Grandmother reflects on fight to donate kidney to stranger 10 years ago

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A grandmother who became the first person in the UK to donate a kidney to a stranger a decade ago has told how she was considered "mad".

Kay Mason, 73, from Welwyn Garden City, Hertfordshire, fought long and hard for the right to give her kidney to somebody she had never met.

She spoke out on the issue and gave feedback during a consultation process which led to a change in the law.

The former palliative care nurse has never met or written to the person who received her kidney in the summer of 2007.

She said: "The fact that we've never met, even after all these years, is fine by me.

"I suspect many people would give to a friend but I do take great joy from having given to a stranger.

"Life can be so unfair but to me this is nothing but a wonderful thing."

Ms Mason said it had never made any sense to her why she was unable to donate to a stranger.

"To be honest it seemed I faced a real struggle everywhere I turned back then," she said.

"There had been a 'kidneys for sale' scandal and if you weren't related you had to prove you knew the person.

"The thinking was you had to be mad to want to give a kidney to a stranger and, if you were mad, you couldn't be allowed to give.

"But I was perfectly sane.

"I'd done my homework and found out that people were dying for want of a kidney.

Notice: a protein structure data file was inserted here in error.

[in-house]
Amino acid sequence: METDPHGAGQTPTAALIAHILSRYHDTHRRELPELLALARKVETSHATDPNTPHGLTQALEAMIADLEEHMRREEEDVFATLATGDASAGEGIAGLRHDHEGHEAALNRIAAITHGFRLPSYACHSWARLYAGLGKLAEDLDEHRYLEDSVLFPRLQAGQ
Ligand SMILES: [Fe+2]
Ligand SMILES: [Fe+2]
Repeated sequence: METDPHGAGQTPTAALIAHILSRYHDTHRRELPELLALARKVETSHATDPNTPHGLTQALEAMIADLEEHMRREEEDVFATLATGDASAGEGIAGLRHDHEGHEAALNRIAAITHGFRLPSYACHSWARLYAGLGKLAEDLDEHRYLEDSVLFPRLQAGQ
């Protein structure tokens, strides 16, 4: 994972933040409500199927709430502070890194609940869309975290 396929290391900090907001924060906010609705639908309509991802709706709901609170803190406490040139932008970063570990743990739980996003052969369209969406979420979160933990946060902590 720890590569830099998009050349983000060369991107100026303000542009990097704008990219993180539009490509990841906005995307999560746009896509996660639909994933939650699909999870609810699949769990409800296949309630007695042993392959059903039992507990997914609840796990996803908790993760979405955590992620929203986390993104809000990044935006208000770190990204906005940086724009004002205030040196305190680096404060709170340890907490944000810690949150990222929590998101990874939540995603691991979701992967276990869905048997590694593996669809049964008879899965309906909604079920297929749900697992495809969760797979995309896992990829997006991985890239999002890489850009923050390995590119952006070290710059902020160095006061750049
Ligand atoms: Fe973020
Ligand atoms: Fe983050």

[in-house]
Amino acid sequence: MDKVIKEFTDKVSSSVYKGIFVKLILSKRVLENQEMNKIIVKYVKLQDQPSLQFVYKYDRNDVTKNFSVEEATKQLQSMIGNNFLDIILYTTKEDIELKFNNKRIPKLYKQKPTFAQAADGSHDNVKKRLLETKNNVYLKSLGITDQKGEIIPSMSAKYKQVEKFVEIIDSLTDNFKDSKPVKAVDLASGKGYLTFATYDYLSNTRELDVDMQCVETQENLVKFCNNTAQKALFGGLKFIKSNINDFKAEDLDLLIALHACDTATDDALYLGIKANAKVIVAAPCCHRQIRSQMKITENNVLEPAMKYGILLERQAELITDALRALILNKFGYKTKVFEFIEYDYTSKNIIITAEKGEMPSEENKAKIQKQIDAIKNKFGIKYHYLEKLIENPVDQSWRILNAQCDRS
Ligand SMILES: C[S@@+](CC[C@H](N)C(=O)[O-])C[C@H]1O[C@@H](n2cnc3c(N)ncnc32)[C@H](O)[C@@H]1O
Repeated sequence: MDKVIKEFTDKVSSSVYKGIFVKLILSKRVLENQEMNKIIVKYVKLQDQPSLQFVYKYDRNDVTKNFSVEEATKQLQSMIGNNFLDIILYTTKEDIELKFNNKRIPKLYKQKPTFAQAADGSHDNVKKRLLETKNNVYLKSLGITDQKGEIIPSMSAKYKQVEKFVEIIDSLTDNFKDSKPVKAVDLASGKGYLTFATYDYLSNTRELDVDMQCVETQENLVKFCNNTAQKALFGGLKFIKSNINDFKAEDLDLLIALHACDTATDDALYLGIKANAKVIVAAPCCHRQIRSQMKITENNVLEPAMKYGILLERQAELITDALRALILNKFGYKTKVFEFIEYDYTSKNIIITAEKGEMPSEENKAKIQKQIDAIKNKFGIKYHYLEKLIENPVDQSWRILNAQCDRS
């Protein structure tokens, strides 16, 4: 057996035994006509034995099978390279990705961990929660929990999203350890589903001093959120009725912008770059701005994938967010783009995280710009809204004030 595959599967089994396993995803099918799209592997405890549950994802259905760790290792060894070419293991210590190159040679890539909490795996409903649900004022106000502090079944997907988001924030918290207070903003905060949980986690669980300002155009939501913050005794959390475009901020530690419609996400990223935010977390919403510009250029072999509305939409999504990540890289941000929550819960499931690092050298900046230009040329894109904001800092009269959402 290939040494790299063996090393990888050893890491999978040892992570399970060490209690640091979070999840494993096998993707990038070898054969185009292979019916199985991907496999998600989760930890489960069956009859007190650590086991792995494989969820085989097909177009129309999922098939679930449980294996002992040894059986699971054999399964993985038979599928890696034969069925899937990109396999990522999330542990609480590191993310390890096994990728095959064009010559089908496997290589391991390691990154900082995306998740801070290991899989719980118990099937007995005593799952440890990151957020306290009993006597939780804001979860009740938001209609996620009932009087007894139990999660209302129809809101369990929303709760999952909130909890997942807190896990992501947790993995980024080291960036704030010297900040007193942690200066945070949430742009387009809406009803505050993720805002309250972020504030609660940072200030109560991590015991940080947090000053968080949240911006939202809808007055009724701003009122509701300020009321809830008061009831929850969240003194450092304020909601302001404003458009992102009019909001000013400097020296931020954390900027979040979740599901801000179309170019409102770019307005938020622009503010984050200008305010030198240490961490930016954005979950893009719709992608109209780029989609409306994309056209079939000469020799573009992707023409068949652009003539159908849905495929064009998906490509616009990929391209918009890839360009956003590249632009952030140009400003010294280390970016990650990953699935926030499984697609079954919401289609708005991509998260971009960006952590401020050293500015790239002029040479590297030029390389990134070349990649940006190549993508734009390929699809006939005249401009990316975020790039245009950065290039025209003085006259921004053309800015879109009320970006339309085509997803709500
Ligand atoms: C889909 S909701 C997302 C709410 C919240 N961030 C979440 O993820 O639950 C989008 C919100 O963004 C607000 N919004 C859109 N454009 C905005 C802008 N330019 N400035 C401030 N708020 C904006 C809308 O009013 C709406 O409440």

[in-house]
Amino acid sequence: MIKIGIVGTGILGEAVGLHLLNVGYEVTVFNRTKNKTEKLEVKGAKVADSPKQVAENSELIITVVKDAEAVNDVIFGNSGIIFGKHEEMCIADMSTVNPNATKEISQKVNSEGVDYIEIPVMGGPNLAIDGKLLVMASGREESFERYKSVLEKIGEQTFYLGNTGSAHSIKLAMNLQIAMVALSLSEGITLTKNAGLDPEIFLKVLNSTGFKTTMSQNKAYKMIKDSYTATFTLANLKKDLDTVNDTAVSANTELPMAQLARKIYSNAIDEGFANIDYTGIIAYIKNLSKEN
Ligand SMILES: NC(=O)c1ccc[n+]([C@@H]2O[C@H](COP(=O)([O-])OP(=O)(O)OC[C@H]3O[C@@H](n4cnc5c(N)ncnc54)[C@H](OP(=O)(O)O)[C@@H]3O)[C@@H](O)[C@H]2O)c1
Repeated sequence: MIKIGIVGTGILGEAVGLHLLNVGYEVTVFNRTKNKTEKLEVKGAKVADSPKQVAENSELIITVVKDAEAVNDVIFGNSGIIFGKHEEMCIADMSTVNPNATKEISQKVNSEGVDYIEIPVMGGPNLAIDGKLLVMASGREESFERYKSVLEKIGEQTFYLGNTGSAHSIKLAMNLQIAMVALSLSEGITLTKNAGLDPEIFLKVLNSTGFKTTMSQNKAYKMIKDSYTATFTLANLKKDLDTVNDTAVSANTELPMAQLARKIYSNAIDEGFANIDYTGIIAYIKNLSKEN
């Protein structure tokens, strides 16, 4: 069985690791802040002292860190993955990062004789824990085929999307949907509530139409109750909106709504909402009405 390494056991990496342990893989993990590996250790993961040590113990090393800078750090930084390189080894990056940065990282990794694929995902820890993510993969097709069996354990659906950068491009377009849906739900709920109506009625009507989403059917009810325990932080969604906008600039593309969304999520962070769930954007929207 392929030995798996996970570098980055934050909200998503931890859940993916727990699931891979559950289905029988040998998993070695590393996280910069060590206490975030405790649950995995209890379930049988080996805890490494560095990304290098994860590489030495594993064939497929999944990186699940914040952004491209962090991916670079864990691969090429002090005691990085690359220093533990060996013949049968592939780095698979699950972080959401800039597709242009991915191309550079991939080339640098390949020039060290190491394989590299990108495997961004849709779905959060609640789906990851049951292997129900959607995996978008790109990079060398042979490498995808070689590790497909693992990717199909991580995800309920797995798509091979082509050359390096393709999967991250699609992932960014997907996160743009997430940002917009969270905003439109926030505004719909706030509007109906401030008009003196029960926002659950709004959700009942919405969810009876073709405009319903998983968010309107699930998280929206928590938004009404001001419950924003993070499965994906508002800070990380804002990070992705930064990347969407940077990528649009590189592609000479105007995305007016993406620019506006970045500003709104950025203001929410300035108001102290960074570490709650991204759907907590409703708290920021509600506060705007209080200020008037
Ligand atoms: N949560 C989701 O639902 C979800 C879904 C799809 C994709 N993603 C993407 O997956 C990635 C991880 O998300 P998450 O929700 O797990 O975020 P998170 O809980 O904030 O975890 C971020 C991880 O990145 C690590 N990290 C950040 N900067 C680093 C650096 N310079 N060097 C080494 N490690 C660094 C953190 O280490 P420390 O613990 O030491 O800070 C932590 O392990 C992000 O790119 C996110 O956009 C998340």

"My kidneys were healthy, I was already 60 and I didn't have kidney disease so I reckoned I could survive comfortably with just the one.

"To me a stranger was only a friend or acquaintance I hadn't met.

"The more I looked into it the more I discovered. For instance I heard of a story where someone needed a kidney and an enormous amount of pressure was put on a particular family member to become a donor, something they didn't particularly want to do."

The Human Tissue Act 2004 came into force in September 2006 and Ms Mason's surgery was carried out the following summer at the Royal Free Hospital in London.

Since then, 580 more people have donated their kidneys to strangers.

Gareth Jones, who leads kidney transplantation at the Royal Free, said: "Kay was a trailblazer when it came to non-directed kidney donation and the UK is now a world leader in this area.

"Kay's precious gift has been life-changing for so many people because where she led, others have followed."

Bob Wiggins, chairman of the charity Give a Kidney, said: "Kay's fight was instrumental in helping change government policy.

"What she began 10 years ago has led to hundreds of kidney patients being given opportunities for transplants they may not otherwise have had.

"Times have changed enormously over the last 10 years and every transplant unit in the country has a programme for non-directed kidney donors.

"However, there are still more than 5,000 people in need of a kidney in the UK and around 250 people die each year because there are not enough organs available from deceased donors, so there is still a need for yet more people to consider donating in this way."